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Syria: The Next Phase

The war in Syria and Iraq continues. Our press continues to report it very badly, never providing any context whatsoever. How can anyone make sense of what’s going on or the likely conquest of Da’esh/ISIS which is in the works?

This is a brief update on the situation which is strangely not provided in any other outlet. Keep in mind, however, the essential truths about the ongoing battle with Da’esh:

  1. They pose no significant threat to the United States.
  2. In fact, the entire region is largely irrelevant to the US.
  3. The lack of relevance is not going to stop us from blundering remarkably close to a global conflict.

With all of this in mind, let’s look at the reality of this situation which is generally ignored.

Da'ish on the march.  Yes, these monsters must be stopped.

Da’esh on the march. Yes, these monsters must be stopped.

Barataria has worked to make sense of this complicated mess in the past. Since that summary article was written, it’s only gotten messier. The Syrian Kurdish SDF was warned by Turkey to not proceed westward across the Euphrates River. They did anyway, capturing the town of Manbij. Turkey responded by invading, and now has about 20,000 troops and heavy armor ostensibly marching all the way to the Da’esh capital of Raqqa. They have become horribly bogged down and are in the process of being surrounded by the Syrian Army, who they are nominally allied with in the fight against Da’esh despite Turkey’s call for the overthrow of Syrian President Bashar al-Assad.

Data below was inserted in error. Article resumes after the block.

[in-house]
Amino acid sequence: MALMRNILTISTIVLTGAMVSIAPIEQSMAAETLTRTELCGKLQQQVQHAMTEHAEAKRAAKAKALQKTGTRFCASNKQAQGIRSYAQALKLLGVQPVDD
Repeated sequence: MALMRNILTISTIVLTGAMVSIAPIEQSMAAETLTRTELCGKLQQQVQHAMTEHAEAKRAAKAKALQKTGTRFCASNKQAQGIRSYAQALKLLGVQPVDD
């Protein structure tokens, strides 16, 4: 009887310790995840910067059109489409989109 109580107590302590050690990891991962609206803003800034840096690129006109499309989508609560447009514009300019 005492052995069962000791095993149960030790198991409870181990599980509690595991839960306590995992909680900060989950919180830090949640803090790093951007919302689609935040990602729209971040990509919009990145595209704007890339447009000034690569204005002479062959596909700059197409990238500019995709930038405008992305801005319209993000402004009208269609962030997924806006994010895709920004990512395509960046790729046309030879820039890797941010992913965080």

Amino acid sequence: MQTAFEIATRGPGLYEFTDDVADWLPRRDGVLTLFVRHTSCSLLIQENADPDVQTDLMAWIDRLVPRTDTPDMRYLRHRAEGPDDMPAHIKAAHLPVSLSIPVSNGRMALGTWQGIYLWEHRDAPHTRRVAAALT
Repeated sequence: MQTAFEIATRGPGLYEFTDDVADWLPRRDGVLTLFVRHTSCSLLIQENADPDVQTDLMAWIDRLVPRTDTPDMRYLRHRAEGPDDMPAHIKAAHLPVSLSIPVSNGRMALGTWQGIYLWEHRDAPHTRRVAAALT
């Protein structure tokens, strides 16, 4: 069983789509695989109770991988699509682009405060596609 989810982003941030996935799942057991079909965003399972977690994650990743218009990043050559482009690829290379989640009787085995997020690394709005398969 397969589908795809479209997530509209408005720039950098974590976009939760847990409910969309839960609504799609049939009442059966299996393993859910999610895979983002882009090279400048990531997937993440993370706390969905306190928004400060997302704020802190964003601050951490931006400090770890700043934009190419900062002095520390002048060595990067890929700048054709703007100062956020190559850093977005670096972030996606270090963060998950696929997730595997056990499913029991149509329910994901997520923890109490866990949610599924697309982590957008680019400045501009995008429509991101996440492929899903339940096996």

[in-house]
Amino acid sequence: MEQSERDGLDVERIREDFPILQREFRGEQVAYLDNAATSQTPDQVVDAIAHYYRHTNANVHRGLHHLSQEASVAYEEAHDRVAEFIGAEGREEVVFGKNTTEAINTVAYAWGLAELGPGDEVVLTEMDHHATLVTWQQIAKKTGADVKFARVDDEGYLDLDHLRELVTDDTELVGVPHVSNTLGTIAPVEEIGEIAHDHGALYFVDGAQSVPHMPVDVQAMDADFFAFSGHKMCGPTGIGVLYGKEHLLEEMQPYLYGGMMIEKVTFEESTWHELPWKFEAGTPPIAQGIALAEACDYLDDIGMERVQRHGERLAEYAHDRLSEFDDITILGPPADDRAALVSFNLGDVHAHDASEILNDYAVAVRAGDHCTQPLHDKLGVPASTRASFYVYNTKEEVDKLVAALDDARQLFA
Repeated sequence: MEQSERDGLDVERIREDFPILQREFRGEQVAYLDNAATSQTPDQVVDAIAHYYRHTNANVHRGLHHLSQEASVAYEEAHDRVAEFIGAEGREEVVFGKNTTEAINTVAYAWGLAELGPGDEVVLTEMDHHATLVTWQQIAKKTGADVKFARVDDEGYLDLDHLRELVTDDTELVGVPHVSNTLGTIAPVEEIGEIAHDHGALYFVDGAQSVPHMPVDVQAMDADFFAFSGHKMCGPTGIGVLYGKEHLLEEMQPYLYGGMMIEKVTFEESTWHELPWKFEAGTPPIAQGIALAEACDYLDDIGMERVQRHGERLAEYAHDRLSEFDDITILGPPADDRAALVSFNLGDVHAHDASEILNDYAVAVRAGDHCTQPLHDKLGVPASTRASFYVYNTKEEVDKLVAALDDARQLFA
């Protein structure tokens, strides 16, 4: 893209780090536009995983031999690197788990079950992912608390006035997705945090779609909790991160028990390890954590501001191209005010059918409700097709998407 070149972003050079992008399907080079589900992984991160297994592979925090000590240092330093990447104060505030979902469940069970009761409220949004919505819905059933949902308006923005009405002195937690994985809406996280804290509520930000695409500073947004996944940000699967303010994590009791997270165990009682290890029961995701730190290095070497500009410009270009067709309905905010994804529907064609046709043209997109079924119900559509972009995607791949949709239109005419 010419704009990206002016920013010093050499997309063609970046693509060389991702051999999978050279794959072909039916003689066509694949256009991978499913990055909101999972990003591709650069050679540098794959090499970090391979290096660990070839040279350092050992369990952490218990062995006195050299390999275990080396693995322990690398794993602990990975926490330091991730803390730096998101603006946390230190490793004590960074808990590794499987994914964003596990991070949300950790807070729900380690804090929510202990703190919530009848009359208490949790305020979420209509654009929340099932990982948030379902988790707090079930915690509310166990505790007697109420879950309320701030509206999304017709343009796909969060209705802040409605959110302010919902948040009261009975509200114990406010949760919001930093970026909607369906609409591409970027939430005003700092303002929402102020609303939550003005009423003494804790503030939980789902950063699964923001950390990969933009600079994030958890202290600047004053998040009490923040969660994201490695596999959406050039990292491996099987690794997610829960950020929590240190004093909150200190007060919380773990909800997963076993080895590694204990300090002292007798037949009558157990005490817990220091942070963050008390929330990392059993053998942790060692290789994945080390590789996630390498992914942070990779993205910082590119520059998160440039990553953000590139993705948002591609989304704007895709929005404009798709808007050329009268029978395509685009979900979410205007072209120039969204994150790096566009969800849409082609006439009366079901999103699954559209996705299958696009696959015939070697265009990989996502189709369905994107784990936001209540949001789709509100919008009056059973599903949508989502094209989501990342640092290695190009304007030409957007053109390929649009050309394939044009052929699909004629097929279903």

If none of this makes sense, you are far from alone. The best place to find updates is at this site, the live map.  I’ve come to rely on it.

A map of the SDF Offensive on Raqqa this year.

A map of the SDF Offensive on Raqqa this year.

Meanwhile, blocking the SDF from going West has only turned their attention to the South and a more direct assault on the Da’esh capitol of Raqqah. This year they have captured a lot of ground and essentially cut off Da’esh from any hope of reinforcement or supply. It’s worth noting that the battle for Mosul has been in that state for 5 months and is only now starting to resolve itself, but the trend is still clear. Da’esh is on the ropes.

What will this mean for anyone?

If Da’esh is finally defeated, or at least reduced to a landless guerrilla force, the situation changes dramatically. Turkey’s main reason for invading Syria is removed, as is any peace between the SDF and both Turkey and Syria. How long will it take the many sides to turn on each other?

What we can be sure of is that the 13.5 million Syrian refugees, including 4.8 million outside the nation, will not see their torment end any time soon. The number of players in this conflict is still very large and the conflict will necessarily continue.

You're not as clever as you think, Vlad.

You’re not as clever as you think, Vlad.

The role for both Russia and the United States should obviously change after Da’esh is reduced or eliminated. I would suggest not holding your breath, however. The US never had any reason to care about this situation other than the refugee crisis and nothing will actually change. This position may seem controversial, given the single organizing cell in France that was able to create so much mayhem for a while. But it was only one cell, and it was only in France. Da’esh / ISIS has never mounted any attack against the US and has only had limited action against US citizens in the region. They have never posed any threat to the nation at all.

Similarly, with the growing energy independence of the US, there is little reason for us to be involved in the region at all. What oil we do import usually comes from Venezuela, a nation with its own problems which should reasonably command far more attention from us.

Given that we have absolutely no interest in the nation or the region, what will we do in Syria? A lot depends on Russia and Turkey, the other nations which have brazenly intervened in this conflict.